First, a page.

Acharn Hermitage
Acharn Hermitage
Follow a dark and twisting tunnel, built around 1790, to an octagonal viewing platform structure like a hermit's cave, or grotto, overlooking the spectacular Falls of Acharn.
History
Tradition says that the odd octagonal building and viewing platform above the waterfall at Acharn was built by a hermit, hence its popular name of The Hermitage. Though it sounds good, the story is just that; a story. The odd building is a folly, erected around 1790 and reached by a long, dark tunnel of stone, 20 metres in length. It is similar in style to Ossian's Hall, at The Hermitage north of Dunkeld, but unlike Ossian's Hall the Acharn 'Hermitage' is in a poor state of repair though recent efforts have made it safe to use for viewing the waterfall.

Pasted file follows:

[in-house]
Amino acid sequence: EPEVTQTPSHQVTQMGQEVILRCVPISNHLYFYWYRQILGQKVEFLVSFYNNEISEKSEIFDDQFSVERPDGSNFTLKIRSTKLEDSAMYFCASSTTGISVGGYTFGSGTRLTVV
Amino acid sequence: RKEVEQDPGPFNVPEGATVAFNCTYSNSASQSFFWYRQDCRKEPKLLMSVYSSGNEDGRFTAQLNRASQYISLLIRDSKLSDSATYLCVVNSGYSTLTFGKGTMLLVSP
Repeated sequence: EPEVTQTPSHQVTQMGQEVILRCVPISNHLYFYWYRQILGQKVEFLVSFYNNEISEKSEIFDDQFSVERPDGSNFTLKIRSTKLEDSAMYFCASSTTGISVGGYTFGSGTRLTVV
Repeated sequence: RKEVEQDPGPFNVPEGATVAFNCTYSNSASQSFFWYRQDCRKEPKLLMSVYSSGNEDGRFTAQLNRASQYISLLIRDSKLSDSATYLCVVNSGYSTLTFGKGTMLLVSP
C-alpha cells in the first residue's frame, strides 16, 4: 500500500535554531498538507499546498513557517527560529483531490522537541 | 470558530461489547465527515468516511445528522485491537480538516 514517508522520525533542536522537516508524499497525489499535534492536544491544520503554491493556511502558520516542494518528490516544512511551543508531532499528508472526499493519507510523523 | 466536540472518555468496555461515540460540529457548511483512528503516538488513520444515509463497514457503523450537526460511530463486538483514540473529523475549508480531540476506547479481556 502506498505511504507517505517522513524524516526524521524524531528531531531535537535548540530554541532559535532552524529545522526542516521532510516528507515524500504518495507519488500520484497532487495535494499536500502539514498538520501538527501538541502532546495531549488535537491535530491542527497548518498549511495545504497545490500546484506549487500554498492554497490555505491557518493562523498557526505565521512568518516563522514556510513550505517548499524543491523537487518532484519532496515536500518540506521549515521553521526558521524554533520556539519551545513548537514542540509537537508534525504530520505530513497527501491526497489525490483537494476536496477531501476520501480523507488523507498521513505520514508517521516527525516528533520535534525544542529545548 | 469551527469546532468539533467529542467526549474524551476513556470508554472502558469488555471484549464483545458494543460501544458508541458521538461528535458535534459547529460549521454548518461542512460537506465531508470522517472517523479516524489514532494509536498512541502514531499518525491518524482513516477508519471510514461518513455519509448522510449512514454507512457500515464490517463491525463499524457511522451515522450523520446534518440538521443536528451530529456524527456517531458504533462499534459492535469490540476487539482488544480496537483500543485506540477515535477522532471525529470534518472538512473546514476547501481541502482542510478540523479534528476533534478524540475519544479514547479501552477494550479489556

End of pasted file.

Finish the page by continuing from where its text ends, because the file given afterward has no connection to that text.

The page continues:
The tunnel is a dark S-curve with two entrances (or, if you prefer, it is 2 tunnels linked together!). We know very little about when the tunnel and viewing 'folly' were built, but one theory is that the Earl of Breadalbane erected the structure in the 1760s. We're on firmer ground with later history, for we know that poets Robert Burns and William Wordsworth both visited Acharn.

The best way to reach the Hermitage and the Falls is to take the signposted footpath from Acharn village, where car parking is available. The trail rises gently through attractive beech woodland to the Falls, a distance of under 2 miles.

If you carry on up the hill past the Falls you will come to a small stone circle of 9 stones, only 4 of which are still standing.